Thursday, January 31, 2008

30 January 2008: Wildfire

As I mentioned yesterday, there's not a lot of rain here in rural north Texas. And that can cause problems.

Incidentally, for those of you with maps, you might like to know where we are: if you find the USA and go to the big state right in the middle at the bottom, that's Texas. Houston is at the bottom-right, but we're closer to Dallas, which is kind of near the top and central as you look. Just to the left of Dallas you'll see Fort Worth (the airport here is called 'Dallas-Fort Worth' and sits between the two cities) and if you have a detailed map, you might be able to spot the names of a few towns to the north and north-west of Fort Worth. Denton is the big city just north of the DFW area. Directly west of that is Decatur, and a little further west along that road is the town of Bridgeport, where I sit as I write this blog. Slightly south-east of Bridgeport is the 'city' where we were married, named Paradise. (A city, it seems, is not determined by the existence of a cathedral or by appointment by the Queen, but upon the existence of a municipal water system. Paradise is therefore a city, despite having a censused population of only 459.)

Yesterday, however, the population of Paradise dropped a little, albeit only temporarily. The lack of rain and the incoming Siberian cold front pushing towards us from Colorado meant there were very dry conditions, very low humidity, very high sunshine figures and very high winds (sustained winds around 40mph for a while, gusts touching 60mph). This means if somebody throws a cigarette stub out of a car window without making sure it's extinguished first, there is going to be trouble.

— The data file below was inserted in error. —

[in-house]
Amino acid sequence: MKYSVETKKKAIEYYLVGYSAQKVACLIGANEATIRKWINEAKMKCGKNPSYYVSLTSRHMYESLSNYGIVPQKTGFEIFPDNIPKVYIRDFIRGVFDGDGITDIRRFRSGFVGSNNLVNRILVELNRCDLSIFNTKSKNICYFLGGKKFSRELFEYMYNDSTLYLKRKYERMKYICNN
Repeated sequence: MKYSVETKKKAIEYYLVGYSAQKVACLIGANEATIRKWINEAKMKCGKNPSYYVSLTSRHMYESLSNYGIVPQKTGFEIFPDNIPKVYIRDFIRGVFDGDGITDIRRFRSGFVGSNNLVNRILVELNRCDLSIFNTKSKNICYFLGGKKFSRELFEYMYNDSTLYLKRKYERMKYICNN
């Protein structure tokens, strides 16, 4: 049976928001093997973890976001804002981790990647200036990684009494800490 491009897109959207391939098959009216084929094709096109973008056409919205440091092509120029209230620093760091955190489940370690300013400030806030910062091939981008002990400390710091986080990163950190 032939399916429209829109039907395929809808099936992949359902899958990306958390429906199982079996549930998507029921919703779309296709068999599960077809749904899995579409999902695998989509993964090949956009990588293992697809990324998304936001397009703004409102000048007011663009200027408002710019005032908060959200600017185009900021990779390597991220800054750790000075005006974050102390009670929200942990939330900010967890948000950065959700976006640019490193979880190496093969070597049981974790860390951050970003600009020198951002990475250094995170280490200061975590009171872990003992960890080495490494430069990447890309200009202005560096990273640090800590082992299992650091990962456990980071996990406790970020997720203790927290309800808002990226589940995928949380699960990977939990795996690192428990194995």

Three major wildfires (and several minor ones) raged through the day yesterday in the area north-west of Fort Worth. Two were in more rural areas, but the most destructive in terms of personal loss was in Paradise. We had no idea that fire had broken out until Gloria's great-uncle called at 3pm to check if we were ok as he had heard there were wildfires in our county. We were, we said, and flicking on the TV we found that it was Paradise rather than Bridgeport that was being consumed, where the fire had been going since around 11am.

Now, although we don't live in Paradise, we have a connection there beyond just being married at the little church in the centre of town. We have a lot of stuff - two garages full - in a storage facility on the south side of town, by the school. Although there's no way we'd be able to get it all out into our little Toyota-with-orange-indicator-lights, we thought we should go and try to rescue some irreplaceable things such as photos and Tunnock's caramel bars. So off we went, down the five miles of Highway 114 towards Paradise, spotting a few odd things like the occasional uprooted tree (that wind was strong) and, off to the west, a huge smoke cloud coming from another of the wildfires. Then there was a line of traffic, a flashing light at the front end and a policeman walking from car to car, talking to drivers. We slowed, and crawled forward as one by one the cars were released to go onward. As we did, several drivers decided to cut up the inside, driving on the shoulder of the highway in a perfectly illegal manner, presumably unaware there was a policeman waiting for them up ahead.